There are inherent risks in engaging with a third-party vendor because their practices and procedures would be ungovernable. However, large scale functioning often makes it necessary for organizations to use third party vendors and in turn increase their chances of facing potential risks. This is where Third-Party Risk Management comes in.
Often referred to as TPRM, Third-Party Risk Management is an area focusing on analyzing and regulating risks associated with outsourcing third-party vendors or service providers. There are third-party and vendor risk assessments to determine how much exposure would an organization be risking if they were to outsource a business process to a third party.
A few reasons why it is risky to outsource third-party vendors:
Reliance on Third-Party Softwares:
Organizations are increasingly relying on third-party softwares to run facets of their business and it is only for rare exceptions where things are built in-house. This puts their sensitive data at risk.
Ecosystem of Collaboration:
By creating an environment where information needs to be shared to various collaborators that organizations rely on, there could be severe lapse in apt management of sensitive data and open a window for security risks to the organization.
Reputational and Monetary Damage:
It is a monetary burden to outsource third-party vendors. Furthermore, any reputational damage caused by third-party vendors and their oversight could be irreparable and have long lasting consequences for the organization.
Violation of Laws:
Third-party vendors might be compliant with the rules and regulations applicable by law. This could lead to serious consequences for the organization.
It is essential to modulate the privacy risks caused by third-part vendors, this could include:
Organizations should conduct diligent assessments of the third-party’s security measures and practices and see if they are of industry standard. This should include crosschecking of all available legal and technical documents that would help attest to their authenticity or incapabilities.
Entering Into Apt Contracts:
Organizations should enter into a processing agreement regarding their data which would specify the third-party vendor’s methods of processing, storing and utilizing the organization's data. The contract should be specific and would protect the organization's data from being mishandled.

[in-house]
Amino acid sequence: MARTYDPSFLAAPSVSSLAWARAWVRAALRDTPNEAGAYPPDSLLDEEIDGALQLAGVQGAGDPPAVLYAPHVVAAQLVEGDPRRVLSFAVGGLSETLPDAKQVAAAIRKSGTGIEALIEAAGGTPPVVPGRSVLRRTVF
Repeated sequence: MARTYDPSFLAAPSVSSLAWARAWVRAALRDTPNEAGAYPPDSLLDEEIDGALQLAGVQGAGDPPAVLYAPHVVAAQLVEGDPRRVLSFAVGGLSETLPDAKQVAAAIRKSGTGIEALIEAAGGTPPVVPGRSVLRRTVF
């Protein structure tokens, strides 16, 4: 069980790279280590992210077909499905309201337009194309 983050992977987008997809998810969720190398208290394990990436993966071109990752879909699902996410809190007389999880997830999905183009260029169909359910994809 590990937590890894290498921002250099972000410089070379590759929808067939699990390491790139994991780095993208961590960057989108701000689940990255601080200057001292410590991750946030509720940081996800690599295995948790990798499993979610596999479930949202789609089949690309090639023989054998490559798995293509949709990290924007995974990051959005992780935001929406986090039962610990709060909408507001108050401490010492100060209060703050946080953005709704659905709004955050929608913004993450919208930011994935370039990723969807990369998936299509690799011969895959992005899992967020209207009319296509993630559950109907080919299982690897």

Organizations should keep a check on the working of the third-party and ensure they are complying with all terms and conditions and licit regulations wherever applicable. This should include conducting proper assessments of third-party systems, security measures, and audit reports.
In addition to these, here are a few additional considerations that would be essential:
Transparency: Organizations should be transparent with their employees and customers about the use of third-party vendors. This should clarify what data is being used, the purposes for which it is being shared with the third-party and the identity of the third-party.
Data Subject Rights: Organizations should give their customers and employees control over their personal data, such as the right to access, alter, and delete their data.
Data Minimization: Organizations should limit the data they collect and only store personal information that is necessary. This would help reduce risks of data breaches and other risks related to privacy incidents.
Conclusively, TPRM is imperative in bridging the gap in terms of protecting the privacy of customers and employees when there is an involvement of a third party. It guarantees efficient and responsible handling of data and minimizes chances of probable privacy risks.